NOTE TO READERS: We’re off on a Secret Mission tomorrow, so there may not be a post on Thursday. You’ll hear all about it later, though!
I was looking through my 1967 Johns Hopkins records and especially looking over the nurse reports. The nurse reports make up over half of my total file – neat sheets with handwritten measurements gathered at certain times. This was long before electronic records and most monitoring equipment. Nursing was really a hands on profession, not that it isn’t now. I’ve been cared for by some awesome people over the years, and a lot of them are nurses. You see and interact with the nurse a lot more than you do with the doctor, so when you are assigned a really good nurse it is a Great Thing and a Big Deal.
A big part of the job is observation and reporting, and in the ’60’s you were doing this constantly. There weren’t many automatic alarms that would go off when something was wrong; it was the nurse’s job to almost see problems coming. You were looking, observing, and making notes on every patient, so a good nurse had her head on a swivel. The nurses reports in my file I’ve nicknamed my “pee and poop sheets” because that was a major part of what was recorded: My temperature, amount taken in (input), amount expelled (output), and what I was doing at the time. Remember I was five months old; at any time of day I might be “playing”, “sleeping”, or more than likely, “crying”. Hey, I was a baby, and you people had just cut my chest open and tinkered around in there. You’d cry, too!
The order of the day was “Observe the patient.” You can almost hear the nursing department answer OK… what are we looking for? Trouble is, Cardiac Surgery was only about 25 years old then – they knew they had to prevent Pneumonia but after that, no one was really sure what to expect. So the Surgical Department just told them to observe the patient closely.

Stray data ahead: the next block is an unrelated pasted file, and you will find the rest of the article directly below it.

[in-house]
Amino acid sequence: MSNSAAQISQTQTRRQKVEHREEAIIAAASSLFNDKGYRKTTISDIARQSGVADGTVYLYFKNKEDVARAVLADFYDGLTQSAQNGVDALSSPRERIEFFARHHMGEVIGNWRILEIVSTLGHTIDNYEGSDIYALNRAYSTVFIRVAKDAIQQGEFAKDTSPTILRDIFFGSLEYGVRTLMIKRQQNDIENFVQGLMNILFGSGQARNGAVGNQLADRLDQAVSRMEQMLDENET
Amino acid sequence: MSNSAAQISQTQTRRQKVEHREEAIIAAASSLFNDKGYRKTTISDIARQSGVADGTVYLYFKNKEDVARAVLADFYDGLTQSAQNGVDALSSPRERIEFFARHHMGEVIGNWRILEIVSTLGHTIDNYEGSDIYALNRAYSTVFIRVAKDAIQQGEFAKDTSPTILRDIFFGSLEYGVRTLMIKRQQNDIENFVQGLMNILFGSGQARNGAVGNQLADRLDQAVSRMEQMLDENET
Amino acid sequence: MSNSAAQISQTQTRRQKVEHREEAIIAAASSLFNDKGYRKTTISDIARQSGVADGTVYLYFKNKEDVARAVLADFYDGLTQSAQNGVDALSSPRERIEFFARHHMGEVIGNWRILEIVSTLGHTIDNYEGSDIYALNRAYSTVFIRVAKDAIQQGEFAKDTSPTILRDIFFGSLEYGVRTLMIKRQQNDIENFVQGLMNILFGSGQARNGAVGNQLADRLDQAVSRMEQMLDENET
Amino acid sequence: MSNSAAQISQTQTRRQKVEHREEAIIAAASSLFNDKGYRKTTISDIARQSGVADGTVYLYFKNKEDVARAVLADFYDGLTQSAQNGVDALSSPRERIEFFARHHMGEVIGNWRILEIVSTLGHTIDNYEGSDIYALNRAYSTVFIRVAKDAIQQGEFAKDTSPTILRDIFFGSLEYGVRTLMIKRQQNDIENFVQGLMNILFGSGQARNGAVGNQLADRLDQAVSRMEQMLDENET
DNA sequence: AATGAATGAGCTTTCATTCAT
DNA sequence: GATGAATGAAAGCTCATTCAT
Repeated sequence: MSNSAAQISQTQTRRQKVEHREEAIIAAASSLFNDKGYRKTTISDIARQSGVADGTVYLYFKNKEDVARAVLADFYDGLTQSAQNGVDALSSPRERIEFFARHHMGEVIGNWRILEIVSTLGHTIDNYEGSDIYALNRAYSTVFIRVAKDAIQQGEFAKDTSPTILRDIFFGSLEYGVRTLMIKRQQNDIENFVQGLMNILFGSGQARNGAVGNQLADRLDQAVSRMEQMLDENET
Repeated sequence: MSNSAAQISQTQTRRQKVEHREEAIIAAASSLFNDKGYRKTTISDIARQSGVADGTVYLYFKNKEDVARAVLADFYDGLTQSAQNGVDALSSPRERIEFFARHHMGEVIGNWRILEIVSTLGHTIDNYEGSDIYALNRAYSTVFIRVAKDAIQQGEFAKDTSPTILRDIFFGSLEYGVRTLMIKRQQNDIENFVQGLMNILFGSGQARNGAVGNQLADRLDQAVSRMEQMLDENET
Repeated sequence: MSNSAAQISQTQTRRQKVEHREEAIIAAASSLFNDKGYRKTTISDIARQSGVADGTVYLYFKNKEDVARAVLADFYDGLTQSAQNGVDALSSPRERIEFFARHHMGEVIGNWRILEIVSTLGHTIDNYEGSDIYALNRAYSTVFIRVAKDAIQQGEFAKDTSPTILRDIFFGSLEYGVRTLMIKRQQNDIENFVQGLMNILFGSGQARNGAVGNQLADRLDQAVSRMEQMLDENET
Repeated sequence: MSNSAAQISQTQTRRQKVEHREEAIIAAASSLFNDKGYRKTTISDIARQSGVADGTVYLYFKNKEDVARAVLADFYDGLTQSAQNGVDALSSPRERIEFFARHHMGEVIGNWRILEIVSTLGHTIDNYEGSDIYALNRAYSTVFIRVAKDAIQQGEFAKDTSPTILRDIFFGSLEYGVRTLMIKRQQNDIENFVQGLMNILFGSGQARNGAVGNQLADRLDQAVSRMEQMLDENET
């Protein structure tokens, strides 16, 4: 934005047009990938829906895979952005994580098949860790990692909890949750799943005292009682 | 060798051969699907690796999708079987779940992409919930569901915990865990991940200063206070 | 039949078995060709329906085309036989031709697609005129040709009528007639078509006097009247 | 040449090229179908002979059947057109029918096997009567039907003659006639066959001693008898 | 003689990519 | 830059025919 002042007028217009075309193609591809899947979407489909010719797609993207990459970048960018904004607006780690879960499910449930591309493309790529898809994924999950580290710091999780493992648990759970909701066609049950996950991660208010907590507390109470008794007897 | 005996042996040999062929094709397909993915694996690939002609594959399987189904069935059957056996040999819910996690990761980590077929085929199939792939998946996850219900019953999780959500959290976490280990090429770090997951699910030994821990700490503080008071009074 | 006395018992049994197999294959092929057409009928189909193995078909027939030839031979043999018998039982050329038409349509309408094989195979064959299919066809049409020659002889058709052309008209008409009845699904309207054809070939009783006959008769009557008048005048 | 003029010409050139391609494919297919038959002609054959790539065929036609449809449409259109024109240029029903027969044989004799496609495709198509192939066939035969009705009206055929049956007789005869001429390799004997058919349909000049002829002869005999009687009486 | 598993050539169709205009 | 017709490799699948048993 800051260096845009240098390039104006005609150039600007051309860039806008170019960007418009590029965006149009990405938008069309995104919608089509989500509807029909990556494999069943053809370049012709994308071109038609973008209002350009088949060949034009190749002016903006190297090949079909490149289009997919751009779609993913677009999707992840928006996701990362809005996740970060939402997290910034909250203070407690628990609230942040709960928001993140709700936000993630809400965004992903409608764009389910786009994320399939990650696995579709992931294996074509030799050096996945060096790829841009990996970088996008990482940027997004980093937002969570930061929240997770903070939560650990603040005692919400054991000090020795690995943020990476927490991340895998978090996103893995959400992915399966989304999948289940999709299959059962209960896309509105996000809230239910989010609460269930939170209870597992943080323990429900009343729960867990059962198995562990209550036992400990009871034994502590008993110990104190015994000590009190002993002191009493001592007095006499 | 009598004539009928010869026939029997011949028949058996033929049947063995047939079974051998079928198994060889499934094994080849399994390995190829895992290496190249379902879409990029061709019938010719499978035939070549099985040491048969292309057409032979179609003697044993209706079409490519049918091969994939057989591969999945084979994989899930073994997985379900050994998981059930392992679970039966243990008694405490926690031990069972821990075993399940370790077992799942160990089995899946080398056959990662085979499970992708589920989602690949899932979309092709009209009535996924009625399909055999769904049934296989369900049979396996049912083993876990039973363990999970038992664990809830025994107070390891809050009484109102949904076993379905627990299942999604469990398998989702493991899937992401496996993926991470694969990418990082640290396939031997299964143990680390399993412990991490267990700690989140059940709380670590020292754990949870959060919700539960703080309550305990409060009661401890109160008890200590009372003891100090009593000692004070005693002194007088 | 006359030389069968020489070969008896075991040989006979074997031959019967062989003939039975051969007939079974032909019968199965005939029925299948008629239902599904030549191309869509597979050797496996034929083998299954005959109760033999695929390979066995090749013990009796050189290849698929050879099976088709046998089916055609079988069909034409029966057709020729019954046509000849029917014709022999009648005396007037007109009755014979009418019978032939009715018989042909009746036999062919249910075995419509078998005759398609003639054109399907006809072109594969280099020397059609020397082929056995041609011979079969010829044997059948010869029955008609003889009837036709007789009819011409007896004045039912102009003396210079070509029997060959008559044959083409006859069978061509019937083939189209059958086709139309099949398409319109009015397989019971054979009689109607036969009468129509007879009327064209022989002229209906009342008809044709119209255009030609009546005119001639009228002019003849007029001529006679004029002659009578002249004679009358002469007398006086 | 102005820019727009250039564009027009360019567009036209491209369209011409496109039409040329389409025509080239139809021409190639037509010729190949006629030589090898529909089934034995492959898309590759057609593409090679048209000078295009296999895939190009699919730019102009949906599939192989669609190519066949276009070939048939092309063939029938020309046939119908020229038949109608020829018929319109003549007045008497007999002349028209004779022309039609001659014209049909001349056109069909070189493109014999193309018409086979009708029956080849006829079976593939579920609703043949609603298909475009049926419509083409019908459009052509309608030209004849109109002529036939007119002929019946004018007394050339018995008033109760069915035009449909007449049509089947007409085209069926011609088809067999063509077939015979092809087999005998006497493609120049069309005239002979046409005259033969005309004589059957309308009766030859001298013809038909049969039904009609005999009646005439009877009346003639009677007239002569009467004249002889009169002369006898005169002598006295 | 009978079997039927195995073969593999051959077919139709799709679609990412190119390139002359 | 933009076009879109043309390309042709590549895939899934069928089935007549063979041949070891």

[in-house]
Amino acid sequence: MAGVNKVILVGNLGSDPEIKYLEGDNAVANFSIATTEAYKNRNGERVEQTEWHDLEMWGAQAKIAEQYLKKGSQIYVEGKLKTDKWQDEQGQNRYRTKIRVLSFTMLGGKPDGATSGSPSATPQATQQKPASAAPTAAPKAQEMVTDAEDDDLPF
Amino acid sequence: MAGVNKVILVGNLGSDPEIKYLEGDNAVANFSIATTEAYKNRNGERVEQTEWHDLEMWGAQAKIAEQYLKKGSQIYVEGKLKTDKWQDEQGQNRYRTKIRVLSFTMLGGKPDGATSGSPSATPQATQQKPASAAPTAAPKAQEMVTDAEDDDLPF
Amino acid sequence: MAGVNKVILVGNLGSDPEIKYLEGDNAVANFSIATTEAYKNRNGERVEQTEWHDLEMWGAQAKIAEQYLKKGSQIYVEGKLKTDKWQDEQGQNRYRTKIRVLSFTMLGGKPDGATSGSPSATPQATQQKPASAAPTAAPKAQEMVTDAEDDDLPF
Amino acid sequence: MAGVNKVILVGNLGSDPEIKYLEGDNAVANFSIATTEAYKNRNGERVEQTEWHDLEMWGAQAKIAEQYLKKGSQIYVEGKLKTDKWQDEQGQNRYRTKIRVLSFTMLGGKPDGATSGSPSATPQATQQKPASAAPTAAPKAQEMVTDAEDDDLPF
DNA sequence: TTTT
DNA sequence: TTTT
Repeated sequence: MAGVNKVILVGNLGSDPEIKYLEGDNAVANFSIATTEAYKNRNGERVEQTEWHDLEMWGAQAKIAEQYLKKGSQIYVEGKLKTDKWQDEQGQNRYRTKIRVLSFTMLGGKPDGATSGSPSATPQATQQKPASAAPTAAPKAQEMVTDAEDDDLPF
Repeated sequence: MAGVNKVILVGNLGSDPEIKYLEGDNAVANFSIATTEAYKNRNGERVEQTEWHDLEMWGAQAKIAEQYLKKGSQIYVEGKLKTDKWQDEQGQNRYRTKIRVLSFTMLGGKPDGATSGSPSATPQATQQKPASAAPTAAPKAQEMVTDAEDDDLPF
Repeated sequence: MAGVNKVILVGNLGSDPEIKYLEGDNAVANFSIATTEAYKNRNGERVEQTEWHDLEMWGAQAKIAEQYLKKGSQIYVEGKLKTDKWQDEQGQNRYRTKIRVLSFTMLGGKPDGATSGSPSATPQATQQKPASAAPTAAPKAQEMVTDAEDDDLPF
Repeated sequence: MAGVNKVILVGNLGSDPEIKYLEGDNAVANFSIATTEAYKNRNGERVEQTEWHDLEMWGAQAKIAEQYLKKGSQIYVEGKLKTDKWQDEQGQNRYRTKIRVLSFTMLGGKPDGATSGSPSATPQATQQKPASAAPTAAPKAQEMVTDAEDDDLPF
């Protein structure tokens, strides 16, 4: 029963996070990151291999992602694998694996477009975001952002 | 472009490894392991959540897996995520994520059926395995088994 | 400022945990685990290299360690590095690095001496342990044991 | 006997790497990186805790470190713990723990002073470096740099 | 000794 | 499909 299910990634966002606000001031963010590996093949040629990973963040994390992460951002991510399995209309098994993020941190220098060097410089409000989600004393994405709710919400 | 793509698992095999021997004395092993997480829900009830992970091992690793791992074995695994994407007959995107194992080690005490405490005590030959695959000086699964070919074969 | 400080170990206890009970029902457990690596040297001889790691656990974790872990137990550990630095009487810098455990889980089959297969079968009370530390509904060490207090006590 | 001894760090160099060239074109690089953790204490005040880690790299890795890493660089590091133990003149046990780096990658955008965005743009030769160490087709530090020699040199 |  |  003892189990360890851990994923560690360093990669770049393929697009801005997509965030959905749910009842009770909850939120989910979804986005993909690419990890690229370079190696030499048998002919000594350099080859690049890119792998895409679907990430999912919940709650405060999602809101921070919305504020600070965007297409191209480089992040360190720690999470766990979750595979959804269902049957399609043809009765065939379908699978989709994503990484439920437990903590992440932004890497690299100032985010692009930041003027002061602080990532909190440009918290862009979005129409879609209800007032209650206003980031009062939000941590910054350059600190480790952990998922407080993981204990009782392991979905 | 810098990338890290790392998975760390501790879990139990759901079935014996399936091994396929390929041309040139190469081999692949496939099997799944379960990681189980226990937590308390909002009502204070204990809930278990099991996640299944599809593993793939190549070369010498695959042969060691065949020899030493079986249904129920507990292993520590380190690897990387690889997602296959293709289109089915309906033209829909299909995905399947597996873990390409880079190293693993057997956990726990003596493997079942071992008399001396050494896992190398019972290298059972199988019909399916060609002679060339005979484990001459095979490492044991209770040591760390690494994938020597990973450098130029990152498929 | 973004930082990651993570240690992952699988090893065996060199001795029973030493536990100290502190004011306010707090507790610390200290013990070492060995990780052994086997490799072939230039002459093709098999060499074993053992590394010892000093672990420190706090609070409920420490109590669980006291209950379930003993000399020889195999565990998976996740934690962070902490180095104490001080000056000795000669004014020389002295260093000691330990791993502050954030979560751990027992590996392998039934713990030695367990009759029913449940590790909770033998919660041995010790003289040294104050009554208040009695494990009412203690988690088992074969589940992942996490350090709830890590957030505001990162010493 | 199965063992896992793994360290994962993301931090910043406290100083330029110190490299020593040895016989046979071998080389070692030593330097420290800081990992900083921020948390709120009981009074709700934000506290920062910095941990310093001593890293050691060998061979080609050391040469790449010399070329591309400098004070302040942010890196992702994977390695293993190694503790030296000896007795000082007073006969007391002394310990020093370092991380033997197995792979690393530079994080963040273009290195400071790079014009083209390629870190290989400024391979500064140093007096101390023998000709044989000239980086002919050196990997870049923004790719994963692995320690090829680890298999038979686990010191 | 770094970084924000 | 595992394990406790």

I had a fever on my 3rd day post-op. Hopkins called in a doctor who specialized in combating fever. “We see this a lot,” he told my parents. “Many patients spike a fever on the third day after their surgery, we don’t know why. If this is a 3 day fever, it will last about 24 hours and then it will disappear. We don’t know why that happens, either.” And he was correct – it was a 3 day fever, and it was gone 24 hours later. But he also told the nurses to keep a close eye on me, just in case it wasn’t a 3 day fever.
How do I know? The nurses report for that 24 hour period is crammed with notes. The best I can figure, they were checking on me every fifteen minutes for almost 30 hours.
Good nurses are lifesavers – literally!